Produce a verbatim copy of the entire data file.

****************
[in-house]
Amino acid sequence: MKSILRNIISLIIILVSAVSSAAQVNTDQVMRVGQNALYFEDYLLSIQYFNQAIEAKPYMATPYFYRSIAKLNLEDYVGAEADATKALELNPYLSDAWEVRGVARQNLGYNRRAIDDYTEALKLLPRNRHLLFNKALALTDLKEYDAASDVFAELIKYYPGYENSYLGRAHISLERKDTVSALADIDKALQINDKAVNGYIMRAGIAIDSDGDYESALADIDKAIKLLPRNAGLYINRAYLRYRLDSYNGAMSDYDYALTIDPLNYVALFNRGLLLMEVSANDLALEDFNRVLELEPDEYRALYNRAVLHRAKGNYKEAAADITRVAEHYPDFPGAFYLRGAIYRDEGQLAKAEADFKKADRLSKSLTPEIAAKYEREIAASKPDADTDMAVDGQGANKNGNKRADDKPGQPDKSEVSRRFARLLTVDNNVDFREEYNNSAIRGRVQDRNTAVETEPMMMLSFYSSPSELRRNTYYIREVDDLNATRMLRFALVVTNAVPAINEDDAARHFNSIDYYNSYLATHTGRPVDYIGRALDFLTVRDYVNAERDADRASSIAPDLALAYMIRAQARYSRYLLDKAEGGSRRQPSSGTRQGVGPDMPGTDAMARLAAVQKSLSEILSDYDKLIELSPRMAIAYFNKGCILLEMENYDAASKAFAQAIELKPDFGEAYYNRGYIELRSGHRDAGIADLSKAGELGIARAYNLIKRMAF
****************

[in-house]
Amino acid sequence: MKSILRNIISLIIILVSAVSSAAQVNTDQVMRVGQNALYFEDYLLSIQYFNQAIEAKPYMATPYFYRSIAKLNLEDYVGAEADATKALELNPYLSDAWEVRGVARQNLGYNRRAIDDYTEALKLLPRNRHLLFNKALALTDLKEYDAASDVFAELIKYYPGYENSYLGRAHISLERKDTVSALADIDKALQINDKAVNGYIMRAGIAIDSDGDYESALADIDKAIKLLPRNAGLYINRAYLRYRLDSYNGAMSDYDYALTIDPLNYVALFNRGLLLMEVSANDLALEDFNRVLELEPDEYRALYNRAVLHRAKGNYKEAAADITRVAEHYPDFPGAFYLRGAIYRDEGQLAKAEADFKKADRLSKSLTPEIAAKYEREIAASKPDADTDMAVDGQGANKNGNKRADDKPGQPDKSEVSRRFARLLTVDNNVDFREEYNNSAIRGRVQDRNTAVETEPMMMLSFYSSPSELRRNTYYIREVDDLNATRMLRFALVVTNAVPAINEDDAARHFNSIDYYNSYLATHTGRPVDYIGRALDFLTVRDYVNAERDADRASSIAPDLALAYMIRAQARYSRYLLDKAEGGSRRQPSSGTRQGVGPDMPGTDAMARLAAVQKSLSEILSDYDKLIELSPRMAIAYFNKGCILLEMENYDAASKAFAQAIELKPDFGEAYYNRGYIELRSGHRDAGIADLSKAGELGIARAYNLIKRMAF